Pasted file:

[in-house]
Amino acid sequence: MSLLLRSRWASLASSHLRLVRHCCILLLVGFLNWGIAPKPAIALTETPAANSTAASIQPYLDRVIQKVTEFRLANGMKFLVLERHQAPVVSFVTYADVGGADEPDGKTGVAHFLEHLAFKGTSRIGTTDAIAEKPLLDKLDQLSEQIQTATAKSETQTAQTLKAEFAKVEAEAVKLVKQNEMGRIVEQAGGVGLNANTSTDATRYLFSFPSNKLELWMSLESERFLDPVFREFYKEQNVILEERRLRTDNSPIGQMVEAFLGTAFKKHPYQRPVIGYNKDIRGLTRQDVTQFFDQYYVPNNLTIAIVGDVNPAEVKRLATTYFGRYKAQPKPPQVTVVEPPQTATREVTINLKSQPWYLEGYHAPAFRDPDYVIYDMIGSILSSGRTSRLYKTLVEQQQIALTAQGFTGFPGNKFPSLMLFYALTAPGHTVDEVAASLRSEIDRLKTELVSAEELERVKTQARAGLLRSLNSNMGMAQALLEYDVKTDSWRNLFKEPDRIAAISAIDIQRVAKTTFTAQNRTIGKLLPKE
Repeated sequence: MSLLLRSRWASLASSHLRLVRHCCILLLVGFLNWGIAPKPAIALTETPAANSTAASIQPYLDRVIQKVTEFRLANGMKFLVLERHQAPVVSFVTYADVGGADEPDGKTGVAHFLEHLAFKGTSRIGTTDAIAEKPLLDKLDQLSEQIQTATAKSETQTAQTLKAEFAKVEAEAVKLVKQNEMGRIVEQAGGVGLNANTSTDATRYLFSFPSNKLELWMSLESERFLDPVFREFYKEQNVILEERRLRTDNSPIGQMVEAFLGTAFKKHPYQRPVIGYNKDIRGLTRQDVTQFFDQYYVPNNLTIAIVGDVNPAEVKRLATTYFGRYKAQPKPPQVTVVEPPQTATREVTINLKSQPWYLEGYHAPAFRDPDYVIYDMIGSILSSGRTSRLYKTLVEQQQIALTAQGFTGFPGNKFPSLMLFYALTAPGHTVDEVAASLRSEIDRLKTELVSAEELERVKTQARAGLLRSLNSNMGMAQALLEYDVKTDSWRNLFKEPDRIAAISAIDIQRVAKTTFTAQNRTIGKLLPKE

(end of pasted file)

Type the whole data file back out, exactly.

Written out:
[in-house]
Amino acid sequence: MSLLLRSRWASLASSHLRLVRHCCILLLVGFLNWGIAPKPAIALTETPAANSTAASIQPYLDRVIQKVTEFRLANGMKFLVLERHQAPVVSFVTYADVGGADEPDGKTGVAHFLEHLAFKGTSRIGTTDAIAEKPLLDKLDQLSEQIQTATAKSETQTAQTLKAEFAKVEAEAVKLVKQNEMGRIVEQAGGVGLNANTSTDATRYLFSFPSNKLELWMSLESERFLDPVFREFYKEQNVILEERRLRTDNSPIGQMVEAFLGTAFKKHPYQRPVIGYNKDIRGLTRQDVTQFFDQYYVPNNLTIAIVGDVNPAEVKRLATTYFGRYKAQPKPPQVTVVEPPQTATREVTINLKSQPWYLEGYHAPAFRDPDYVIYDMIGSILSSGRTSRLYKTLVEQQQIALTAQGFTGFPGNKFPSLMLFYALTAPGHTVDEVAASLRSEIDRLKTELVSAEELERVKTQARAGLLRSLNSNMGMAQALLEYDVKTDSWRNLFKEPDRIAAISAIDIQRVAKTTFTAQNRTIGKLLPKE
Repeated sequence: MSLLLRSRWASLASSHLRLVRHCCILLLVGFLNWGIAPKPAIALTETPAANSTAASIQPYLDRVIQKVTEFRLANGMKFLVLERHQAPVVSFVTYADVGGADEPDGKTGVAHFLEHLAFKGTSRIGTTDAIAEKPLLDKLDQLSEQIQTATAKSETQTAQTLKAEFAKVEAEAVKLVKQNEMGRIVEQAGGVGLNANTSTDATRYLFSFPSNKLELWMSLESERFLDPVFREFYKEQNVILEERRLRTDNSPIGQMVEAFLGTAFKKHPYQRPVIGYNKDIRGLTRQDVTQFFDQYYVPNNLTIAIVGDVNPAEVKRLATTYFGRYKAQPKPPQVTVVEPPQTATREVTINLKSQPWYLEGYHAPAFRDPDYVIYDMIGSILSSGRTSRLYKTLVEQQQIALTAQGFTGFPGNKFPSLMLFYALTAPGHTVDEVAASLRSEIDRLKTELVSAEELERVKTQARAGLLRSLNSNMGMAQALLEYDVKTDSWRNLFKEPDRIAAISAIDIQRVAKTTFTAQNRTIGKLLPKE